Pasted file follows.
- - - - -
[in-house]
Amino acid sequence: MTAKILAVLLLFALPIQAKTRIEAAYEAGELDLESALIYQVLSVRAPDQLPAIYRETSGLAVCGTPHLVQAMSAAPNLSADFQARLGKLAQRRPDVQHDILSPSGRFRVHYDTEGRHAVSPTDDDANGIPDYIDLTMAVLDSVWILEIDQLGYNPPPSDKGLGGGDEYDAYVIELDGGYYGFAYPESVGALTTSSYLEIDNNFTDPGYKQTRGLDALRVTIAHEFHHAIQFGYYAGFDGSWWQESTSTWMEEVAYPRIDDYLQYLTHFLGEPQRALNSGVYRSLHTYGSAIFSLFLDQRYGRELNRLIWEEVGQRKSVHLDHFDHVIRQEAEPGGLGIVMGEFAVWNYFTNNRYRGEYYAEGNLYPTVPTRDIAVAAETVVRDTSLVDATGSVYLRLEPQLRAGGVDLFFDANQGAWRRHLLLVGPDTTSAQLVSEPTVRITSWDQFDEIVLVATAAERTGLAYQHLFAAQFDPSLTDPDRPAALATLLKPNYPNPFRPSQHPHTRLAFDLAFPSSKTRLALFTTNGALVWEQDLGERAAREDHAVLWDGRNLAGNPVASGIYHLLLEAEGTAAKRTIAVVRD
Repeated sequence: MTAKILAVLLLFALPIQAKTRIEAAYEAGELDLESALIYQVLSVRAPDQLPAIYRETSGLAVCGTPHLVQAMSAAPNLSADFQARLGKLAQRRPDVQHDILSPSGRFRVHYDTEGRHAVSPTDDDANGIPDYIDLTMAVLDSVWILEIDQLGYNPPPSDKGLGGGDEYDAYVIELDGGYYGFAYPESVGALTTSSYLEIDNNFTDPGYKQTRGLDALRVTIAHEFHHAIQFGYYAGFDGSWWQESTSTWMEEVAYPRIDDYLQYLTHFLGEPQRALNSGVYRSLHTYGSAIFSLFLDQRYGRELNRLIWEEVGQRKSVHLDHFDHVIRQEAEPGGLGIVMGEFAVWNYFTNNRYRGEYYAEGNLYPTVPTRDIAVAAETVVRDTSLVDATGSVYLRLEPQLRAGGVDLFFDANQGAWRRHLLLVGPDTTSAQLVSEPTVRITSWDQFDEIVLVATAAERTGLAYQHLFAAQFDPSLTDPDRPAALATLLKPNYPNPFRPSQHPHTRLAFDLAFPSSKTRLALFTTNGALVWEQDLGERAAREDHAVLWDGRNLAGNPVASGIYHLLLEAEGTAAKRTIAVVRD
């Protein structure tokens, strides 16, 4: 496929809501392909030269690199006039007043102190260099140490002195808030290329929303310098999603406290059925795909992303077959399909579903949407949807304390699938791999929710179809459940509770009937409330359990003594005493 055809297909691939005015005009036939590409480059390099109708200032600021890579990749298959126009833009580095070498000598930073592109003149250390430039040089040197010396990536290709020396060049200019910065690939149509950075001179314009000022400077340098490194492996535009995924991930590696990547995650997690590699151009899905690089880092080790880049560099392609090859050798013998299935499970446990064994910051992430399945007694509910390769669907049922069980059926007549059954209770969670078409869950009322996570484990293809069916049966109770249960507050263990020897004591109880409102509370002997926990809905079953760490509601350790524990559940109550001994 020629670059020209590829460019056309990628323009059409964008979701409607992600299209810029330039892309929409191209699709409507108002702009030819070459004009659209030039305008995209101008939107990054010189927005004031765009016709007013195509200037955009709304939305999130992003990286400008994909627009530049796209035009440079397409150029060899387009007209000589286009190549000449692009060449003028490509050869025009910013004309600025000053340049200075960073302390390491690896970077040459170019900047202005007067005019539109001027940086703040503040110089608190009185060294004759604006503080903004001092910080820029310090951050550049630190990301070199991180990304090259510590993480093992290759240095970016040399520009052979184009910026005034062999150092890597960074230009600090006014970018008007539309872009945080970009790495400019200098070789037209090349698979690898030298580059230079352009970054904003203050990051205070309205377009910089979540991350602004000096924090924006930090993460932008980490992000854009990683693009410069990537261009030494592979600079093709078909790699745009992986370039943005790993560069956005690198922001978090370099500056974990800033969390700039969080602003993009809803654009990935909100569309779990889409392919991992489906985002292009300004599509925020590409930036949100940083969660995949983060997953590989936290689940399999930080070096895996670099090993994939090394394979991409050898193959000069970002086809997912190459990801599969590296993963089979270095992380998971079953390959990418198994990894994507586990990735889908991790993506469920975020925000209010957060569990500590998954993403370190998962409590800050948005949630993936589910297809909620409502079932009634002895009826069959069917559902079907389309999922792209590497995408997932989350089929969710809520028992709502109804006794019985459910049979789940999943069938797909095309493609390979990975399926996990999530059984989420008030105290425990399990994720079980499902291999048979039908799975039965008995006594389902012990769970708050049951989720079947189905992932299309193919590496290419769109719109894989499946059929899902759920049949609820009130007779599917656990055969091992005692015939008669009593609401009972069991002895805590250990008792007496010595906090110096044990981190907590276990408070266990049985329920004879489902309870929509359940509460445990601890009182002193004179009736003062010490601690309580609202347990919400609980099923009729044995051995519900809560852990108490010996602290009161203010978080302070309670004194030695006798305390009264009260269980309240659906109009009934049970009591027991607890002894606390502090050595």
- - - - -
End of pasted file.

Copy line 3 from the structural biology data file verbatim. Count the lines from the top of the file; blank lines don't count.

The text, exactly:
Repeated sequence: MTAKILAVLLLFALPIQAKTRIEAAYEAGELDLESALIYQVLSVRAPDQLPAIYRETSGLAVCGTPHLVQAMSAAPNLSADFQARLGKLAQRRPDVQHDILSPSGRFRVHYDTEGRHAVSPTDDDANGIPDYIDLTMAVLDSVWILEIDQLGYNPPPSDKGLGGGDEYDAYVIELDGGYYGFAYPESVGALTTSSYLEIDNNFTDPGYKQTRGLDALRVTIAHEFHHAIQFGYYAGFDGSWWQESTSTWMEEVAYPRIDDYLQYLTHFLGEPQRALNSGVYRSLHTYGSAIFSLFLDQRYGRELNRLIWEEVGQRKSVHLDHFDHVIRQEAEPGGLGIVMGEFAVWNYFTNNRYRGEYYAEGNLYPTVPTRDIAVAAETVVRDTSLVDATGSVYLRLEPQLRAGGVDLFFDANQGAWRRHLLLVGPDTTSAQLVSEPTVRITSWDQFDEIVLVATAAERTGLAYQHLFAAQFDPSLTDPDRPAALATLLKPNYPNPFRPSQHPHTRLAFDLAFPSSKTRLALFTTNGALVWEQDLGERAAREDHAVLWDGRNLAGNPVASGIYHLLLEAEGTAAKRTIAVVRD